The standard formula for use on fruit is usually a 5-5-50 or a 3-3-50 mixture, that is, 5 pounds quick-lime, 5 pounds copper-sulfate crystals, and 50 gallons of water; or if a weaker solution is desired, 3 pounds quick-lime and 3 pounds copper-sulfate to 50 gallons of water. In general, it is best to prepare stock solutions of the lime and of the copper-sulfate from which the bordeaux mixture may be prepared later as needed. To prepare stock solutions, proceed as follows: dissolve the required amount of copper-sulfate in water in the proportion of one pound to one gallon several hours before the solution is needed, suspending the copper-sulfate crystals in a sack near the top of the water. A solution of copper-sulfate is heavier than water. As soon, then, as the crystals begin to dissolve the copper solution will sink, bringing water again in contact with the crystals. In this way the crystals will dissolve much sooner than if placed in the bottom of the receptacle of water. In case large quantities of stock solution are needed, two pounds of copper - sulfate may be dissolved to one gallon of water.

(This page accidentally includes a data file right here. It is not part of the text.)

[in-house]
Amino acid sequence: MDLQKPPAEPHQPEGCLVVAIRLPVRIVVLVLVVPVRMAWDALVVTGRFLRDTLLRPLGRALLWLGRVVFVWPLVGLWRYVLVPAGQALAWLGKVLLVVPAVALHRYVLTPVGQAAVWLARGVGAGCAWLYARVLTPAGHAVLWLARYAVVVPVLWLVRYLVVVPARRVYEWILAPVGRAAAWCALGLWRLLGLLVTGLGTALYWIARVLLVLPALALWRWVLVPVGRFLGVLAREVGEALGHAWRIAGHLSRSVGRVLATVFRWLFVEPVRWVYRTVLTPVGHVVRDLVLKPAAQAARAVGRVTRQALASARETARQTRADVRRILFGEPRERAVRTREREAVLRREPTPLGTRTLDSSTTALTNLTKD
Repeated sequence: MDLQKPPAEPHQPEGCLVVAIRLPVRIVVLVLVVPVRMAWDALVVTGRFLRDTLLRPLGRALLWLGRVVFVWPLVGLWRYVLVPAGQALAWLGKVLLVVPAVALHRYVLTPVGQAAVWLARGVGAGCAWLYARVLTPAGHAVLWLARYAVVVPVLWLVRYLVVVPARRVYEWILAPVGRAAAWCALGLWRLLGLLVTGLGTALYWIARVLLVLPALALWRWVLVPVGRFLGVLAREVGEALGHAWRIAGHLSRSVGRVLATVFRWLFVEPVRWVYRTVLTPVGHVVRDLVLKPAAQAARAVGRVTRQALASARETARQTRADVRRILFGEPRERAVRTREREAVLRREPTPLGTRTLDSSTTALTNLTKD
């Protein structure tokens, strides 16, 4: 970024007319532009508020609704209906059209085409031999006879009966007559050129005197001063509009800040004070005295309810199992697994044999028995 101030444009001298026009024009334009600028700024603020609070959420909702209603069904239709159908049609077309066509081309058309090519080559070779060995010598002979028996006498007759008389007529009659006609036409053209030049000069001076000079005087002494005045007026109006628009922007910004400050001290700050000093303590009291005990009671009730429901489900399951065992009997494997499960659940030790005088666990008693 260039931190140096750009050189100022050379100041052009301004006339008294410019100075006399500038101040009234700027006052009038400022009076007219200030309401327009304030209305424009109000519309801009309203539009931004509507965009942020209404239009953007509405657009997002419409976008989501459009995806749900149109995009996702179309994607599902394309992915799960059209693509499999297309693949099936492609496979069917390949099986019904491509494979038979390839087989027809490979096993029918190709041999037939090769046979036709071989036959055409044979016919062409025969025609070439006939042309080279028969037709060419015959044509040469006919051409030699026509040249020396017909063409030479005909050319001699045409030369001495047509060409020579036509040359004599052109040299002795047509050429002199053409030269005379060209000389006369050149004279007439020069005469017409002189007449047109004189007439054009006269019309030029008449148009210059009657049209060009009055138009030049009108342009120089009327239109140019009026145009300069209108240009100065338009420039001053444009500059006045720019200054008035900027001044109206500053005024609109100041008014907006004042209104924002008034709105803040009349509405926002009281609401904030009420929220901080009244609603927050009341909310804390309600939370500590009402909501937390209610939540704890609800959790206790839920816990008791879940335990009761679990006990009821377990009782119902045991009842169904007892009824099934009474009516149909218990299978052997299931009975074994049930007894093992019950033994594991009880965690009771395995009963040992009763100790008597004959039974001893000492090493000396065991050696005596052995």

Slake the required amount of lime in a tub or trough. Add the water slowly at first, so that the lime crumbles into a fine powder. If small quantities of lime are used, hot water is preferred. When completely slaked or entirely powdered, add more water. When the lime has slaked sufficiently, add water to bring the mixture to the proportion of one pound of lime to one gallon of water. These stock mixtures should not be allowed to dry out and should be kept covered.
To make the bordeaux, use five gallons of stock solution of copper-sulfate for every fifty gallons of bordeaux required. Pour this into the tank. Add water until the tank is about two-thirds full. From the stock lime mixture take five gallons of the thoroughly stirred lime-milk for each fifty gallons of the mixture required. Dilute this a little by adding water, and strain into the tank. Stir the mixture and add water to make the required multiple of fifty gallons. Experiment stations often recommend the dilution of the copper-sulfate solution and the lime mixture each to one half the required amount before pouring together. This is not necessary, and is often impracticable for commercial work. It is preferable to dilute the copper-sulfate solution. One should never pour together the strong stock mixtures and dilute afterwards. Bordeaux mixture of other strengths as recommended is made in the same way, except that the amounts of copper - sulfate and lime are varied according to the requirements.